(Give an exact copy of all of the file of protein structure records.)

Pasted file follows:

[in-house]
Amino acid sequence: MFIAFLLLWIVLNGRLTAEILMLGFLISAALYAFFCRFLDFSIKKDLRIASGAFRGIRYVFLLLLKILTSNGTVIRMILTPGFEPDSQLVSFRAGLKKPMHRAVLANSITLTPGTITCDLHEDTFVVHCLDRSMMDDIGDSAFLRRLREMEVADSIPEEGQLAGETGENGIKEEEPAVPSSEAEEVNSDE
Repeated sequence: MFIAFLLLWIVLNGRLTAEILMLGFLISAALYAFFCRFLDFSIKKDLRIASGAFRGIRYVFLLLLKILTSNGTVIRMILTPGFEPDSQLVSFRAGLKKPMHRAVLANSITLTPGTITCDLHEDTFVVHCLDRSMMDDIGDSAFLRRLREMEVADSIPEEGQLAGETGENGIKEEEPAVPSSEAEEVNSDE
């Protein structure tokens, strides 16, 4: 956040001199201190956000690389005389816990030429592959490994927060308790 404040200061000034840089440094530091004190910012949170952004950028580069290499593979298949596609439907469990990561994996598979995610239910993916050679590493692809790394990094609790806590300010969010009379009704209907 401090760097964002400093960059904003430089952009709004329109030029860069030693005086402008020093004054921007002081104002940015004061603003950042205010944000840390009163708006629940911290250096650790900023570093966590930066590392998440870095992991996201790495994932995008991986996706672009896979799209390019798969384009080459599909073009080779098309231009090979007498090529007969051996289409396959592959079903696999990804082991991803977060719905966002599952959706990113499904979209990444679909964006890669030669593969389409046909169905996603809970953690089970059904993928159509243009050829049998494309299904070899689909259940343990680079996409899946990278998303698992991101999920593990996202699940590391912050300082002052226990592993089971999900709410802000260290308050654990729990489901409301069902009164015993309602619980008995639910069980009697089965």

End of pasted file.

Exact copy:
[in-house]
Amino acid sequence: MFIAFLLLWIVLNGRLTAEILMLGFLISAALYAFFCRFLDFSIKKDLRIASGAFRGIRYVFLLLLKILTSNGTVIRMILTPGFEPDSQLVSFRAGLKKPMHRAVLANSITLTPGTITCDLHEDTFVVHCLDRSMMDDIGDSAFLRRLREMEVADSIPEEGQLAGETGENGIKEEEPAVPSSEAEEVNSDE
Repeated sequence: MFIAFLLLWIVLNGRLTAEILMLGFLISAALYAFFCRFLDFSIKKDLRIASGAFRGIRYVFLLLLKILTSNGTVIRMILTPGFEPDSQLVSFRAGLKKPMHRAVLANSITLTPGTITCDLHEDTFVVHCLDRSMMDDIGDSAFLRRLREMEVADSIPEEGQLAGETGENGIKEEEPAVPSSEAEEVNSDE
């Protein structure tokens, strides 16, 4: 956040001199201190956000690389005389816990030429592959490994927060308790 404040200061000034840089440094530091004190910012949170952004950028580069290499593979298949596609439907469990990561994996598979995610239910993916050679590493692809790394990094609790806590300010969010009379009704209907 401090760097964002400093960059904003430089952009709004329109030029860069030693005086402008020093004054921007002081104002940015004061603003950042205010944000840390009163708006629940911290250096650790900023570093966590930066590392998440870095992991996201790495994932995008991986996706672009896979799209390019798969384009080459599909073009080779098309231009090979007498090529007969051996289409396959592959079903696999990804082991991803977060719905966002599952959706990113499904979209990444679909964006890669030669593969389409046909169905996603809970953690089970059904993928159509243009050829049998494309299904070899689909259940343990680079996409899946990278998303698992991101999920593990996202699940590391912050300082002052226990592993089971999900709410802000260290308050654990729990489901409301069902009164015993309602619980008995639910069980009697089965």